A couple of weeks ago a good friend, Jim Sells, landed his DC-3 at our field and parked it in our backyard. Connor ran right up the aisle with his sister and sat in the pilot’s seat, proceeding to point out the engine controls and explaining what they were for! He named all of the flight controls, including the trim tabs, and knew it had radial engines. I later asked where he learned all of that, and his parents mentioned some show called Blippi. That guy should be a flight instructor!
But the story doesn’t end there. All week long he kept asking where the DC-3 went, and I told him it left for the big airshow (Sun ’n Fun). Well, I took him flying on Saturday, and instead of just going around in circles, I took him over to the airport where the DC-3 was parked. As we entered the crosswind, I told him to look down and see the DC-3. I’ve never seen a kid so excited, as he proclaimed, “Grandpa, you found it!” We landed and parked by it, and walked around to see some other airplanes, including a Seawind, which I explained could land on the water. He said he couldn’t wait to tell his mom that I found the DC-3, so I asked if he would like to call her. It was the funniest thing listening to the enthusiasm as he told her I found the DC-3, and that there was this other airplane that had an engine on the empennage. Yep, empennage. I had never used that word while showing him the Seawind. Gotta love that Blippi fellow.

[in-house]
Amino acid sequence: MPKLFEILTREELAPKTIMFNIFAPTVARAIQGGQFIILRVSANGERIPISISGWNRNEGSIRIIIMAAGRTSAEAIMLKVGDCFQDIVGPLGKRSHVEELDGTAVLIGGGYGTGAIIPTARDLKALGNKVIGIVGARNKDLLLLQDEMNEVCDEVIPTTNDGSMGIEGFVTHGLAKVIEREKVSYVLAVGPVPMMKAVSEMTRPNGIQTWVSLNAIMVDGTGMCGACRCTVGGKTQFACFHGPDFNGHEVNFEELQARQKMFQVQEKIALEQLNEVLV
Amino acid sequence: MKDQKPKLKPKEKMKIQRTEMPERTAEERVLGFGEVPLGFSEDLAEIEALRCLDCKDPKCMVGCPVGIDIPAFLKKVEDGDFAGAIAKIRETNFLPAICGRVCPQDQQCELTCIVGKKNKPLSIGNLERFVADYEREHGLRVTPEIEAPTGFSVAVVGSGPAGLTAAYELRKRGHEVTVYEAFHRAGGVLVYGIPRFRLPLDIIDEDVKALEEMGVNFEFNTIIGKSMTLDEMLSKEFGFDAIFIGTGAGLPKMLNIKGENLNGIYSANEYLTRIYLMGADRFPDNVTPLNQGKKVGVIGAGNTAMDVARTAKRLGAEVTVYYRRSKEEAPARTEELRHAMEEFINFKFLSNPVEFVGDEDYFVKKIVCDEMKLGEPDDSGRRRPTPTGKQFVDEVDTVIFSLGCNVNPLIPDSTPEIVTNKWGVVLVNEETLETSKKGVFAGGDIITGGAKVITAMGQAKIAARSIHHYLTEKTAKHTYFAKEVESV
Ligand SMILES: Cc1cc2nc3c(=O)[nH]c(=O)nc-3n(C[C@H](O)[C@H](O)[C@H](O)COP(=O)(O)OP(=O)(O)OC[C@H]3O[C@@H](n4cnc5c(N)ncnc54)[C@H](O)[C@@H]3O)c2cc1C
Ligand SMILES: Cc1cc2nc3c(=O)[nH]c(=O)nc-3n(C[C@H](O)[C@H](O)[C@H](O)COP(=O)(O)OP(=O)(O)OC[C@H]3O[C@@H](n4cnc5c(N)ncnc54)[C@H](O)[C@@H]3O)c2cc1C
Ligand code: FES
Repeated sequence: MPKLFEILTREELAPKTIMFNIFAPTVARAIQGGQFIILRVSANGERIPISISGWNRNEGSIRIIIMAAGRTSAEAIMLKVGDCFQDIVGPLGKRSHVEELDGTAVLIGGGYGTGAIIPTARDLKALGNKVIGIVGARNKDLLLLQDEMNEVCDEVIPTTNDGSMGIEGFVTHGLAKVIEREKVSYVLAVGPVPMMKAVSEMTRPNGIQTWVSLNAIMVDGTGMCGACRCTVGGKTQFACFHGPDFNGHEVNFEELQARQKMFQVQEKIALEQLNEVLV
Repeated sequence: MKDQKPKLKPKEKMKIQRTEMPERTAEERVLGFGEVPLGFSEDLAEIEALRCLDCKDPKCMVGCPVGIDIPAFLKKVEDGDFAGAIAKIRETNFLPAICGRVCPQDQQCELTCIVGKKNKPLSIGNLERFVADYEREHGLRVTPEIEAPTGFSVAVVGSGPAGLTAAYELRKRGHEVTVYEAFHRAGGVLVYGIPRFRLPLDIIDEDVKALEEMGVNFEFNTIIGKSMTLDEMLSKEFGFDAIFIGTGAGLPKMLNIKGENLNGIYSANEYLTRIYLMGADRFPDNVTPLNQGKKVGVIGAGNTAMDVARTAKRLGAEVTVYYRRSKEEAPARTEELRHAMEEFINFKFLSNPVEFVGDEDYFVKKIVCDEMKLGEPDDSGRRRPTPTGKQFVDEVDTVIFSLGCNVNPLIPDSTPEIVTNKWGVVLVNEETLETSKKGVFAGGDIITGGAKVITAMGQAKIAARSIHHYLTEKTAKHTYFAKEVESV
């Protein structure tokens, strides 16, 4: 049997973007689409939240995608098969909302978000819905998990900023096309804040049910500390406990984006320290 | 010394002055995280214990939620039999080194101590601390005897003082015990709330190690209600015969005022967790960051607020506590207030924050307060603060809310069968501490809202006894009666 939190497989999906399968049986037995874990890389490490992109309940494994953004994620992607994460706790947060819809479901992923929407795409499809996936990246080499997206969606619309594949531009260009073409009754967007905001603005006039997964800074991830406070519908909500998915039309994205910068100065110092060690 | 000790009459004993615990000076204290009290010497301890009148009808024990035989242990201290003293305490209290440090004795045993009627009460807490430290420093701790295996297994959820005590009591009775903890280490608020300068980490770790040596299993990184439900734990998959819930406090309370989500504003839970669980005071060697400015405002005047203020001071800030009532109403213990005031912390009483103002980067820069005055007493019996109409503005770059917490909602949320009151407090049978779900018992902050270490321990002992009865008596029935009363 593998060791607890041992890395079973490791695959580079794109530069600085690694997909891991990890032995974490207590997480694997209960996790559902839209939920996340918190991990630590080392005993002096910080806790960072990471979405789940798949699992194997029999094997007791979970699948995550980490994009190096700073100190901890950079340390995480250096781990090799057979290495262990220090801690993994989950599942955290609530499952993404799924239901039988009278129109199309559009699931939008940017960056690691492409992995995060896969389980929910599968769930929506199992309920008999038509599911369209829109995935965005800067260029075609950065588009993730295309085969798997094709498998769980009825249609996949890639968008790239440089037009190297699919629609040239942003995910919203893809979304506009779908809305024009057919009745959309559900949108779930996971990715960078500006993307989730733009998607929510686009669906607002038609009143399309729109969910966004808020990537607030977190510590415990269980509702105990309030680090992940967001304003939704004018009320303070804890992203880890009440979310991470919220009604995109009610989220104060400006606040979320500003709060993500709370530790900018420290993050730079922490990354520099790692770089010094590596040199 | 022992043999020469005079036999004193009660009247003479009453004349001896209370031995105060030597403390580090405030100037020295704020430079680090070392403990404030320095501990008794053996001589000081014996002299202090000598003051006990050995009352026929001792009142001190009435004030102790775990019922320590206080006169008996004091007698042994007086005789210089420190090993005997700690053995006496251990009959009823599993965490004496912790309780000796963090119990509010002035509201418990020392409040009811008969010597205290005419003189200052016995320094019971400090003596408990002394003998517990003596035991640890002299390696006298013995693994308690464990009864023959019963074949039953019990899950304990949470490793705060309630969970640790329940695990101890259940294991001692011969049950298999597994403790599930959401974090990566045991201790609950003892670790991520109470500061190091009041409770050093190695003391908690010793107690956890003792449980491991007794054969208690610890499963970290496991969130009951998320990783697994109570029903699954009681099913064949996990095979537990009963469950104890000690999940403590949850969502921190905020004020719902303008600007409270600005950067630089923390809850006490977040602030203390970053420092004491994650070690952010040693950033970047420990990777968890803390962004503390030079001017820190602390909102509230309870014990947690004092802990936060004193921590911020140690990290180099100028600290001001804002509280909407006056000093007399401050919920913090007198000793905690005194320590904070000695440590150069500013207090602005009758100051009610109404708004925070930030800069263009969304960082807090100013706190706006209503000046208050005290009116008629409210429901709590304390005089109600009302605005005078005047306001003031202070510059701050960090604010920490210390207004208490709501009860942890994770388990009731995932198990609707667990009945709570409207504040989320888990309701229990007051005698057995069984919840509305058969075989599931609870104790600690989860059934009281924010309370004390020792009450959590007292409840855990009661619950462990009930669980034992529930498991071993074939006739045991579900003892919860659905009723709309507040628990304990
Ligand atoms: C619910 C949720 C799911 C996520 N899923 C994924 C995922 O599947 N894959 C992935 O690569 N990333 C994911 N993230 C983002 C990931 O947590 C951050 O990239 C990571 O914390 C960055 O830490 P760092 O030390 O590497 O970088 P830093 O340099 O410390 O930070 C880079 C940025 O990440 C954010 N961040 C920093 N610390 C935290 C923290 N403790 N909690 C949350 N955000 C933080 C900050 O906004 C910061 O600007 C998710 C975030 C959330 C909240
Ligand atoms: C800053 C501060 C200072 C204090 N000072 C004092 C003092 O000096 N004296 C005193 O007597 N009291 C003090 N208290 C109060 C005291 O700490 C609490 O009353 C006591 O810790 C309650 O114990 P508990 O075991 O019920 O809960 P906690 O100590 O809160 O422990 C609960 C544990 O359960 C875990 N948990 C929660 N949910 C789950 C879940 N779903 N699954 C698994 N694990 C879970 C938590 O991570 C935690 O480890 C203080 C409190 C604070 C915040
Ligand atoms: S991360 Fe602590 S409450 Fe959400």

Then he made a comment that had me puzzled for just a bit. The airport was busy, with lots of airplanes starting up and departing. Connor said to me that they must be going home. After a little back and forth, I realized it was his first time at an airport other than our fly-in community, so to him they were heading home just like we were going to be doing! I finally understood the adage, “through the eyes of child” that day.
I intend to do my very best to keep his aviation spark alive and hope someday that I can share with you that it stayed lit.